Committee (IADC), and the United Nations (UN).8 The IADC guidelines were presented to the UN Committee on the Peaceful Uses of Outer Space (UNCOPUOS) Scientific and Technical Subcommittee (STSC) in February 2003. The guidelines were used by the STSC as a basis for UNCOPUOS’s formulation of its own space debris mitigation guidelines, which were ultimately endorsed by the UN General Assembly (UNGA)9 in Resolution 62/217 on December 22, 2007. The UNGA acknowledged that the IADC Space Debris Mitigation Guidelines “reflect[ed] the existing practices as developed by a number of national and international organizations”10 while encouraging other member states to likewise adopt and implement the guidelines in domestic regulations.
The UNCOPUOS guidelines are very similar, but not identical, to the IADC guidelines. “The UN COPUOS and IADC guidelines are couched in the form of seven guidelines containing general recommendations to be implemented by States primarily through national legislation, regulations, and/or policy directives.”11 The IADC and UNCOPUOS guidelines differ in objective, scope, applicability, and terms and definitions, as well as mitigation plans (Table 11.1). These differences will provide opportunity for conflicting views of what is permissible and possible. There is tension between the various guidelines and their influence on nations. A major issue is whether implementing one set or another will impose costs on nations that choose to abide by them. Therefore, it is the position of some nations that costs ought to be borne by the nations that created the debris and that any accepted debris guidelines should be established on a fault-based system.12
The IADC is “an international governmental forum for the worldwide coordination of activities related to the issues of man-made and natural debris in space” whose “primary purposes … are to exchange information on space debris research activities between member space agencies, to facilitate opportunities for cooperation in space debris research, to review the progress of ongoing cooperative activities, and to identify debris mitigation options.”13 Its members are the space agencies14 of 12 space-faring nations.15 The IADC is also the voluntary organization that advocated the IADC guidelines and brought them through an international political process.
8 United Nations Committee on the Peaceful Uses of Outer Space, Towards Long-term Sustainability of Space Activities: Overcoming the Challenges of Space Debris, A Report of the International Interdisciplinary Congress on Space Debris, Scientific and Technical Subcommittee, 48th Session, Document A/AC.105.C.1/2011/CRP.14, United Nations, New York, N.Y., February 3, 2011, p. 27.
9 United Nations (UN), Report of the Committee on the Peaceful Uses of Outer Space, General Assembly Official Records, 62nd Session, Supplement No. 20, Document A/62/20, United Nations, New York, N.Y., 2007, paragraphs 117 and 118 and annex. The UN General Assembly in its resolution endorsed the Space Debris Mitigation Guidelines of COPUOS in 2007. See UN, “International Cooperation in the Peaceful Uses of Outer Space,” General Assembly Resolution 62/217, UN General Assembly Official Records, 62nd Session, Agenda Item 31, Document A/RES/62/217, UN, New York, N.Y., January 10, 2008, paragraph 26.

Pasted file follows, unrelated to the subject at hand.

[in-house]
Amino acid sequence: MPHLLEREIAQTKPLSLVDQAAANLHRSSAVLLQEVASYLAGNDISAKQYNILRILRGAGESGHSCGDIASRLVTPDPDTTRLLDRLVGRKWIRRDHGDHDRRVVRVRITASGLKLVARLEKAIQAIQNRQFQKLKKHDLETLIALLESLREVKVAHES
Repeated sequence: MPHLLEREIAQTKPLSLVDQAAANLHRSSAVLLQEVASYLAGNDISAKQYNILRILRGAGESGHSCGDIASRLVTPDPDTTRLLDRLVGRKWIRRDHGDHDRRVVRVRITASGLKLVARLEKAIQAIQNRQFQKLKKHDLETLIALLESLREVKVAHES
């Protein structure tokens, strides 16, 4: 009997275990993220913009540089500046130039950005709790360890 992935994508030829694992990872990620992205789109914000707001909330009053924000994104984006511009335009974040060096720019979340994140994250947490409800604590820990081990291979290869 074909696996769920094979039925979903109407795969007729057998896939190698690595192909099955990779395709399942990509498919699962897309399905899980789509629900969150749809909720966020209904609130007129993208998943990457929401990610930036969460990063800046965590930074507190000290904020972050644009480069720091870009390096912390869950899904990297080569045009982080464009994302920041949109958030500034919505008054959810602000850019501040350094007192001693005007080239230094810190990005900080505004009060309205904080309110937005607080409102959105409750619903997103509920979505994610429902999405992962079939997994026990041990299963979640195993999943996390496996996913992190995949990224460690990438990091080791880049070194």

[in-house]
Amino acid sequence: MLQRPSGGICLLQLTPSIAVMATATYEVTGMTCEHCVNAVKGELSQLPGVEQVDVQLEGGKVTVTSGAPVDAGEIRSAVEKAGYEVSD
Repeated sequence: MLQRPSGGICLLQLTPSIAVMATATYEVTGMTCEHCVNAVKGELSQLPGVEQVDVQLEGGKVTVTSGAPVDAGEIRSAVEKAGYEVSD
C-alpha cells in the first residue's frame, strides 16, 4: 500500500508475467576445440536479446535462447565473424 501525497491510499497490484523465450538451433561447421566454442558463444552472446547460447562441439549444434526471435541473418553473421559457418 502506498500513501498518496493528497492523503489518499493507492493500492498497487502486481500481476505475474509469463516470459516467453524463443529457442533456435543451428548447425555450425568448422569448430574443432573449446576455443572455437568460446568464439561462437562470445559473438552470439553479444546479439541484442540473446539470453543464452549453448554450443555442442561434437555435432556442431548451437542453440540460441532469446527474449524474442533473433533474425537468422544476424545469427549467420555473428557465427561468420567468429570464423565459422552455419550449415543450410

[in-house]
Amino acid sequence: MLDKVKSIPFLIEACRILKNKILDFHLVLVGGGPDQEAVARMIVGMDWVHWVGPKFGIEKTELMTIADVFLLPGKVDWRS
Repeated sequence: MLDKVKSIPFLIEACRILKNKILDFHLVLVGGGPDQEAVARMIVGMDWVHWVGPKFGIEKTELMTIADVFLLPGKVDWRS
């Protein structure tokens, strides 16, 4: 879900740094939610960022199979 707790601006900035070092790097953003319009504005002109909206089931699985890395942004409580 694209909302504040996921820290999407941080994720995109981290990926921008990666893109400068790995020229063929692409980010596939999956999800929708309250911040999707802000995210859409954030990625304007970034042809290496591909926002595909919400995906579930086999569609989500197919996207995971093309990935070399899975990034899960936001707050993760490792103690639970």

UN General Assembly resolutions that do not address internal UN matters are nonbinding with the status of recommendations which member-nations have no formal obligations to obey. UN Charter, Articles 10 and 14.
10 United Nations, “International Cooperation in the Peaceful Uses of Outer Space,” January 10, 2008, paragraph 27.
11 United Nations Committee on the Peaceful Uses of Outer Space, Towards Long-term Sustainability of Space Activities: Overcoming the Challenges of Space Debris, A Report of the International Interdisciplinary Congress on Space Debris, 2011, p. 27.
12 Typical of this view is the one expressed by Belgium that a fault standard ought to be applied to any orbital debris guidelines or principles. See J.I. Gabrynowicz, National Center for Remote Sensing, Air and Space Law, University of Mississippi School of Law, “Unpublished notes re: UNCOPUOS LSC AM Session,” on file with author, April 1, 2011.
14 For ease of discussion, the word “agencies” is used to refer collectively to centers, administrations, and organizations. Technically, under the national law of the nations in which they exist, these are different legal entities with different legal personalities, rights, responsibilities, and obligations. The reason that a particular nation chooses to establish a particular kind of entity is relevant to its national interests. However, for the limited purposes of this study, it is less relevant and the distinctions are not addressed. However, in the future there could be activities and situations in which the precise legal personality of an entity may be relevant.
15 The IADC’s members are:
• ASI (Agenzia Spaziale Italiana)
• CNES (Centre National d’Etudes Spatiales)
• CNSA (China National Space Administration)
• CSA (Canadian Space Agency)
• DLR (German Aerospace Center)
• ESA (European Space Agency)
• ISRO (Indian Space Research Organisation)
• JAXA (Japan Aerospace Exploration Agency)
• NASA (National Aeronautics and Space Administration)
• NSAU (National Space Agency of Ukraine)